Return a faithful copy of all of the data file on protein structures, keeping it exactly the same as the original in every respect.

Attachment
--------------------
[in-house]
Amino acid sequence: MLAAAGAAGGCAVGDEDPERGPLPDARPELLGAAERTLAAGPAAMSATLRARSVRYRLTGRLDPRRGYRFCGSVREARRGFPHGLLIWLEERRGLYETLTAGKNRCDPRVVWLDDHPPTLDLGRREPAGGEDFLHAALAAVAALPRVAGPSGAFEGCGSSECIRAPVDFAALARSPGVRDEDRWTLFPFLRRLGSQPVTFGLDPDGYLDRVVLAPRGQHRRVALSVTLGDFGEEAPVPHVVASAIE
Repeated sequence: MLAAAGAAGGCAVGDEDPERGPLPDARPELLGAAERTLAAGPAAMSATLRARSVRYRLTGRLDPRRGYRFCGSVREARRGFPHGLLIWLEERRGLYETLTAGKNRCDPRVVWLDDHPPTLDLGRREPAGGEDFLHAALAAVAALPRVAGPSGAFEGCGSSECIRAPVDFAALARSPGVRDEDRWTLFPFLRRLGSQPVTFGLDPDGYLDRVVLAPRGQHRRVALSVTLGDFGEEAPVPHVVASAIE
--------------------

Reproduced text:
[in-house]
Amino acid sequence: MLAAAGAAGGCAVGDEDPERGPLPDARPELLGAAERTLAAGPAAMSATLRARSVRYRLTGRLDPRRGYRFCGSVREARRGFPHGLLIWLEERRGLYETLTAGKNRCDPRVVWLDDHPPTLDLGRREPAGGEDFLHAALAAVAALPRVAGPSGAFEGCGSSECIRAPVDFAALARSPGVRDEDRWTLFPFLRRLGSQPVTFGLDPDGYLDRVVLAPRGQHRRVALSVTLGDFGEEAPVPHVVASAIE
Repeated sequence: MLAAAGAAGGCAVGDEDPERGPLPDARPELLGAAERTLAAGPAAMSATLRARSVRYRLTGRLDPRRGYRFCGSVREARRGFPHGLLIWLEERRGLYETLTAGKNRCDPRVVWLDDHPPTLDLGRREPAGGEDFLHAALAAVAALPRVAGPSGAFEGCGSSECIRAPVDFAALARSPGVRDEDRWTLFPFLRRLGSQPVTFGLDPDGYLDRVVLAPRGQHRRVALSVTLGDFGEEAPVPHVVASAIE